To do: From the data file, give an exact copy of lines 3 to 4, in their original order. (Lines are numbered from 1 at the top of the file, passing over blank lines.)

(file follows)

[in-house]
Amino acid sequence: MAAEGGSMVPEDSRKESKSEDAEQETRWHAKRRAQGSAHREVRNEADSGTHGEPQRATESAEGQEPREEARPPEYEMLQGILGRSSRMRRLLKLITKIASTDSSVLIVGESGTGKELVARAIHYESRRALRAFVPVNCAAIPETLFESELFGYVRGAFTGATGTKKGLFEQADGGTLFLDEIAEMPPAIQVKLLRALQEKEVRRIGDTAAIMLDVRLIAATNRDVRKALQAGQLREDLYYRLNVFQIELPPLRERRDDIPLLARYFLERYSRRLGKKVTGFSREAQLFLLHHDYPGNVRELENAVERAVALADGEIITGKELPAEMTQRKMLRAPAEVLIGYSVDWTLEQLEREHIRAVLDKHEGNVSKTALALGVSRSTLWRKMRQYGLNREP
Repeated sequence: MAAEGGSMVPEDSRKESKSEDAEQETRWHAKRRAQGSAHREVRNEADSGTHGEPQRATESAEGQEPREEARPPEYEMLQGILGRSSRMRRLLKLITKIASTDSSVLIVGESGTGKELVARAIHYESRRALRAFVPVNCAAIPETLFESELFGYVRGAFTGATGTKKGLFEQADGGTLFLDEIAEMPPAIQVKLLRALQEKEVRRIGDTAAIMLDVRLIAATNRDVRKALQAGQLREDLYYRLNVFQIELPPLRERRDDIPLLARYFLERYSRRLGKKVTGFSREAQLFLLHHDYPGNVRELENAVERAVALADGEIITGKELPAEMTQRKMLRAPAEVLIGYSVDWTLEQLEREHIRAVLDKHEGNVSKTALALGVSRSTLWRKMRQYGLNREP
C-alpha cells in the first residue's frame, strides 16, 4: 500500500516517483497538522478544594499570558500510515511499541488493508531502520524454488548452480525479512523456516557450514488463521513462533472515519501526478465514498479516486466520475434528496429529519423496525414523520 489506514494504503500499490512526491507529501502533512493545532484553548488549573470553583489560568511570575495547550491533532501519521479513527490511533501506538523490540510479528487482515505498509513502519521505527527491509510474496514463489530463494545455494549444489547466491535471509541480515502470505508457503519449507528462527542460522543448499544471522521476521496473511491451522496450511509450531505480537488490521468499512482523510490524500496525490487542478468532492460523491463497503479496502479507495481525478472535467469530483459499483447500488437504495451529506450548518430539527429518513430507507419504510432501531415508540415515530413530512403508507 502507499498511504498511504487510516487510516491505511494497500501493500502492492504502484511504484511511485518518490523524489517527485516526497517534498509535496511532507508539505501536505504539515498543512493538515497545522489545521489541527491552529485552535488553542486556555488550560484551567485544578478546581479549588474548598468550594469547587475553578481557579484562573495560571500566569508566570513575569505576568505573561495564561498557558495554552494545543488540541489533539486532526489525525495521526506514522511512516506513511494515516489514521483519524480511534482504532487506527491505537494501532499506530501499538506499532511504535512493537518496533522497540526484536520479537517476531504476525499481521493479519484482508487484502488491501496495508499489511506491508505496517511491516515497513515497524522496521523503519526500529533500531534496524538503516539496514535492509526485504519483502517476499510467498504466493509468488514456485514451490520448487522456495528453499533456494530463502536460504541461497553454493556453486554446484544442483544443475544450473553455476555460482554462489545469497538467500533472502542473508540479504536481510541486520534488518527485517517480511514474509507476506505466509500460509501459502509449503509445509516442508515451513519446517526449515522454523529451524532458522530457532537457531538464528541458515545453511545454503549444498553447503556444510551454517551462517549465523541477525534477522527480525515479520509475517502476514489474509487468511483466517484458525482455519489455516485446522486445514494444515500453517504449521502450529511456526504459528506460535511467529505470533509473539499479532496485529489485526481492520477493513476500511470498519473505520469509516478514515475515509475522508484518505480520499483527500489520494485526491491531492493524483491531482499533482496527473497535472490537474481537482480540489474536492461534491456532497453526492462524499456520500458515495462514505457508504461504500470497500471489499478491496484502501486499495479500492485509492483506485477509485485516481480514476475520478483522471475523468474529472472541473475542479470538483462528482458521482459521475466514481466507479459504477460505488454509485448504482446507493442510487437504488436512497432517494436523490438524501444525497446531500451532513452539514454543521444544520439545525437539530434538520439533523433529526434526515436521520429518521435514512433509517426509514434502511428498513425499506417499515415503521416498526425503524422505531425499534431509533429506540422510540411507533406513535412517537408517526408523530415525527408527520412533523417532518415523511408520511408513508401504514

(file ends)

Repeated sequence: MAAEGGSMVPEDSRKESKSEDAEQETRWHAKRRAQGSAHREVRNEADSGTHGEPQRATESAEGQEPREEARPPEYEMLQGILGRSSRMRRLLKLITKIASTDSSVLIVGESGTGKELVARAIHYESRRALRAFVPVNCAAIPETLFESELFGYVRGAFTGATGTKKGLFEQADGGTLFLDEIAEMPPAIQVKLLRALQEKEVRRIGDTAAIMLDVRLIAATNRDVRKALQAGQLREDLYYRLNVFQIELPPLRERRDDIPLLARYFLERYSRRLGKKVTGFSREAQLFLLHHDYPGNVRELENAVERAVALADGEIITGKELPAEMTQRKMLRAPAEVLIGYSVDWTLEQLEREHIRAVLDKHEGNVSKTALALGVSRSTLWRKMRQYGLNREP
C-alpha cells in the first residue's frame, strides 16, 4: 500500500516517483497538522478544594499570558500510515511499541488493508531502520524454488548452480525479512523456516557450514488463521513462533472515519501526478465514498479516486466520475434528496429529519423496525414523520 489506514494504503500499490512526491507529501502533512493545532484553548488549573470553583489560568511570575495547550491533532501519521479513527490511533501506538523490540510479528487482515505498509513502519521505527527491509510474496514463489530463494545455494549444489547466491535471509541480515502470505508457503519449507528462527542460522543448499544471522521476521496473511491451522496450511509450531505480537488490521468499512482523510490524500496525490487542478468532492460523491463497503479496502479507495481525478472535467469530483459499483447500488437504495451529506450548518430539527429518513430507507419504510432501531415508540415515530413530512403508507 502507499498511504498511504487510516487510516491505511494497500501493500502492492504502484511504484511511485518518490523524489517527485516526497517534498509535496511532507508539505501536505504539515498543512493538515497545522489545521489541527491552529485552535488553542486556555488550560484551567485544578478546581479549588474548598468550594469547587475553578481557579484562573495560571500566569508566570513575569505576568505573561495564561498557558495554552494545543488540541489533539486532526489525525495521526506514522511512516506513511494515516489514521483519524480511534482504532487506527491505537494501532499506530501499538506499532511504535512493537518496533522497540526484536520479537517476531504476525499481521493479519484482508487484502488491501496495508499489511506491508505496517511491516515497513515497524522496521523503519526500529533500531534496524538503516539496514535492509526485504519483502517476499510467498504466493509468488514456485514451490520448487522456495528453499533456494530463502536460504541461497553454493556453486554446484544442483544443475544450473553455476555460482554462489545469497538467500533472502542473508540479504536481510541486520534488518527485517517480511514474509507476506505466509500460509501459502509449503509445509516442508515451513519446517526449515522454523529451524532458522530457532537457531538464528541458515545453511545454503549444498553447503556444510551454517551462517549465523541477525534477522527480525515479520509475517502476514489474509487468511483466517484458525482455519489455516485446522486445514494444515500453517504449521502450529511456526504459528506460535511467529505470533509473539499479532496485529489485526481492520477493513476500511470498519473505520469509516478514515475515509475522508484518505480520499483527500489520494485526491491531492493524483491531482499533482496527473497535472490537474481537482480540489474536492461534491456532497453526492462524499456520500458515495462514505457508504461504500470497500471489499478491496484502501486499495479500492485509492483506485477509485485516481480514476475520478483522471475523468474529472472541473475542479470538483462528482458521482459521475466514481466507479459504477460505488454509485448504482446507493442510487437504488436512497432517494436523490438524501444525497446531500451532513452539514454543521444544520439545525437539530434538520439533523433529526434526515436521520429518521435514512433509517426509514434502511428498513425499506417499515415503521416498526425503524422505531425499534431509533429506540422510540411507533406513535412517537408517526408523530415525527408527520412533523417532518415523511408520511408513508401504514